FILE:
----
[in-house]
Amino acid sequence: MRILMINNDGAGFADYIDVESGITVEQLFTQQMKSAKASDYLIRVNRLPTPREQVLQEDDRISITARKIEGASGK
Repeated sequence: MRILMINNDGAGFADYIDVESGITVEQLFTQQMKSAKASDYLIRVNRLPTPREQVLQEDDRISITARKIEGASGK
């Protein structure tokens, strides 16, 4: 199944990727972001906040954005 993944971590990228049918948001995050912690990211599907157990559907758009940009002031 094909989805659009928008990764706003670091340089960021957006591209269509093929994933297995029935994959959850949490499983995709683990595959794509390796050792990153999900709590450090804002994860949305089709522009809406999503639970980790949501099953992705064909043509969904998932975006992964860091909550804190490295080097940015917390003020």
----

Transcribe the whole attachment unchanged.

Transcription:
[in-house]
Amino acid sequence: MRILMINNDGAGFADYIDVESGITVEQLFTQQMKSAKASDYLIRVNRLPTPREQVLQEDDRISITARKIEGASGK
Repeated sequence: MRILMINNDGAGFADYIDVESGITVEQLFTQQMKSAKASDYLIRVNRLPTPREQVLQEDDRISITARKIEGASGK
């Protein structure tokens, strides 16, 4: 199944990727972001906040954005 993944971590990228049918948001995050912690990211599907157990559907758009940009002031 094909989805659009928008990764706003670091340089960021957006591209269509093929994933297995029935994959959850949490499983995709683990595959794509390796050792990153999900709590450090804002994860949305089709522009809406999503639970980790949501099953992705064909043509969904998932975006992964860091909550804190490295080097940015917390003020």